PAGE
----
Three alumni develop an online platform to streamline the path to publication.
As a sociology PhD student in 2007, Brian Cody, AM’08, was thinking about publishing a paper. “If you write this,” a professor told him, “we can probably get this published in two years.” A journal’s volunteer peer reviewers might take four months or more to read an article, then Cody would have to rewrite, and then the journal had to be printed. Cody’s professor said, “That’s just the way it works.”
Rob Walsh, AM’07, saw the flip side while working as an editorial assistant at one of Johns Hopkins University Press’s English journals. Walsh helped manage the stacks of submitted manuscripts, all stored in filing cabinets. Once, Walsh says, a professor from Harvard asked after his paper, which he had submitted about a year before. Walsh looked in the files and discovered that it was never sent to reviewers.
“The way scholarly publishing works is an accepted evil,” says Cody. To change it, he cofounded Scholastica, a web-based publishing platform and review-management system. With Walsh and Cory Schires, AM’07, both graduates of the Master of Arts Program in the Social Sciences (MAPSS), Cody is creating an infrastructure for editors and authors to manage submissions and peer reviews, plus a cloud-based, open-access platform that allows articles to be published as soon as possible. Says Cody: “We’re hoping to be like a Tumblr platform for academic publishing.”
The founders share a philosophy—to a point—with the late Aaron Swartz, the Internet activist who aimed to make knowledge more accessible. (Starting in late 2010, the 23-year-old Swartz took his activism a step beyond the legal line by downloading millions of articles from JSTOR, a digital library of academic publications, using the Massachusetts Institute of Technology’s campus network, with the alleged goal of distributing the articles for free.) The difference between Scholastica’s objective and Swartz’s, says Cody, is that Scholastica not only wants to change how knowledge is distributed but also the supply chain in which it is created: “We want to work with the content producers within academia to give them the infrastructure they need to have total control over the creation and dissemination of their knowledge.”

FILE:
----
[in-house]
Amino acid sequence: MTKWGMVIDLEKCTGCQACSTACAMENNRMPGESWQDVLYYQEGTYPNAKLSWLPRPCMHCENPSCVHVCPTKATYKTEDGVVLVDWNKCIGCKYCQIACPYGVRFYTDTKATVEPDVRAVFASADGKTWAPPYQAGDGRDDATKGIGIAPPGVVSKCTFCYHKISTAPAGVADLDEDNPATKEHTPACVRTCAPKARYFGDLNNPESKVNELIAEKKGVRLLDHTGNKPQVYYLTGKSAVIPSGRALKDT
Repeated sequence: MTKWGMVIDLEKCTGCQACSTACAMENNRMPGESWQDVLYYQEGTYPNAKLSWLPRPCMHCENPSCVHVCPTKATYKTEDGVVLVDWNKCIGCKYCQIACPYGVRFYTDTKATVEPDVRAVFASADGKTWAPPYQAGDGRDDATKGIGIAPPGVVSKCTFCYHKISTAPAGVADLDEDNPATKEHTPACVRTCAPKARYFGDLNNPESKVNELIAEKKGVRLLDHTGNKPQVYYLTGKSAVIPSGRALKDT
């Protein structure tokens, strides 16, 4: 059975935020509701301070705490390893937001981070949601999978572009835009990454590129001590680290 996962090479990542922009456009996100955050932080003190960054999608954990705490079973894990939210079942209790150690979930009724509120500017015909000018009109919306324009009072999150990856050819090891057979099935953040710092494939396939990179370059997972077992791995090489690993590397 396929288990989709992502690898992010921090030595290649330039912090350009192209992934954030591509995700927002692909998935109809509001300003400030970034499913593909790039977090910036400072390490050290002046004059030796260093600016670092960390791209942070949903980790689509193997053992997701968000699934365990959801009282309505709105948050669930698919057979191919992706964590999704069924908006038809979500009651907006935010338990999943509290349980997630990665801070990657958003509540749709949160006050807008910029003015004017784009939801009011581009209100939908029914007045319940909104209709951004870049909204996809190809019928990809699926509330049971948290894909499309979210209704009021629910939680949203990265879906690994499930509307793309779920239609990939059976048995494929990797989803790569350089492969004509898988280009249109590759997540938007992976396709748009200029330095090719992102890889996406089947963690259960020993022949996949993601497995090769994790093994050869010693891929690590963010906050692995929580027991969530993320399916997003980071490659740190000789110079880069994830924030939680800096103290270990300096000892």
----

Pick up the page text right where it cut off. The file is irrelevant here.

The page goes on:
Their system seeks to streamline the publishing process, which they say can be cut to just two to three months. “A big part of the time is publishing—copyediting, layout, printing,” says Cody. “You can cut at least a month off that just by putting the journal online.”
Scholastica, which launched in 2011 and left the beta stage in early 2012, works with more than 60 journals, including the University of Chicago Law Review; the California Law Review; and the Journal of Religion, Identity, and Politics at the University of Denver and Iliff School of Theology. Many of the journals now accept submissions solely through Scholastica. The cost (paid directly to Scholastica): $5 for submissions to law reviews and $10 for submissions to journals in any other field, paid for by either the author or an institution on their behalf.
Schires says the Scholastica cofounders targeted prestigious publications to build the platform’s reputation. Almost right away, law journals jumped on the bandwagon. Law reviews can get thousands of submissions—unlike in other academic fields, authors can submit to more than one at a time—and Scholastica provides a way for the editors to easily read and debate each submission, all making notes in one place, unlike the reigning online submission system for law reviews, ExpressO.
Because submission fees add up, the $5 Scholastica charge—about $3 more than ExpressO—caused a small uproar among legal bloggers. Mike Madison, a professor at the University of Pittsburgh School of Law, worried on Madisonian.net that, because Scholastica “is private, and revenue-dependent,” schools and individual scholars are always going to have to pay.
A key advantage of Scholastica: many existing journal management programs, Walsh says, amount to a “piece of software in a box that doesn’t change.” Walsh, Cody, and Schires, all self-trained programmers, update their software regularly.
The three see themselves fighting alongside scholars and institutions to fix a broken publishing system. They regularly talk to journal editors and authors about what kinds of features would make their lives easier, and then debate the best ways to implement them. In March the company launched a beta version of Scholastica Analytics, a page where editors can see key metrics about their journals, such as average number of days to manuscript decisions and acceptance rate.
While Walsh and Schires still live in Chicago, Cody—who decided in late 2012 to leave the PhD program to focus on Scholastica full time—moved to Phoenix with his wife. But every day they’re together. After a morning “scrum,” a common tech company practice to make quick decisions, they stay on Skype all day. “We’ll all be on mute,” says Walsh, but “it’s like they’re in the same room.”
Scholastica is also working on a kind of matchmaking service to help journals find reviewers and vice versa, which they hope will allow other academics—and tenure boards—to see the quality of each reviewer. “It proves a contribution to knowledge,” says Cody.
The three foresee 2013 being their first profitable year. In one week in February, 1,000 new users signed up. But creating the technology is an iterative process that cannot be rushed. Even in its earliest versions, though, journal editors have expressed appreciation for the way Scholastica streamlines publishing. “One editor said that this has been his most efficient period ever,” says Cody. “That’s what we want.”